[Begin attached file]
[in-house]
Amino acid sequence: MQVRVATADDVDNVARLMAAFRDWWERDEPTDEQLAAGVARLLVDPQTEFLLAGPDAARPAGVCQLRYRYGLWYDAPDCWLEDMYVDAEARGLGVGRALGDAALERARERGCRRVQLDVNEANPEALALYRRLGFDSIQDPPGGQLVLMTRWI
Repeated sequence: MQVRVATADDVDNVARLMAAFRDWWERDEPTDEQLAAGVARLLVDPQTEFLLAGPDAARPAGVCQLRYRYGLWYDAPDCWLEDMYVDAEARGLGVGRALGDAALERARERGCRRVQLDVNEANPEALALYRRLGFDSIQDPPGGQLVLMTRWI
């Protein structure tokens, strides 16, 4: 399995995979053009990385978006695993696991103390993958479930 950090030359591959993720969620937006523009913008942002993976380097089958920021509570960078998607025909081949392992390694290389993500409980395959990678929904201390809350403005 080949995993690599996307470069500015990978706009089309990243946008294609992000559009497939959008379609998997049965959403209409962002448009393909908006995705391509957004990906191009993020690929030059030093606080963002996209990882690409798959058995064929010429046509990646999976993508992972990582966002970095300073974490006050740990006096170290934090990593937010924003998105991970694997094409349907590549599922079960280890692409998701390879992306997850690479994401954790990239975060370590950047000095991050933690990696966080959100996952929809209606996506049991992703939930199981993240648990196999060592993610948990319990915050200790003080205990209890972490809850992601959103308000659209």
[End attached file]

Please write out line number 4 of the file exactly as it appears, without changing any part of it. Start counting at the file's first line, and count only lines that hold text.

């Protein structure tokens, strides 16, 4: 399995995979053009990385978006695993696991103390993958479930 950090030359591959993720969620937006523009913008942002993976380097089958920021509570960078998607025909081949392992390694290389993500409980395959990678929904201390809350403005 080949995993690599996307470069500015990978706009089309990243946008294609992000559009497939959008379609998997049965959403209409962002448009393909908006995705391509957004990906191009993020690929030059030093606080963002996209990882690409798959058995064929010429046509990646999976993508992972990582966002970095300073974490006050740990006096170290934090990593937010924003998105991970694997094409349907590549599922079960280890692409998701390879992306997850690479994401954790990239975060370590950047000095991050933690990696966080959100996952929809209606996506049991992703939930199981993240648990196999060592993610948990319990915050200790003080205990209890972490809850992601959103308000659209």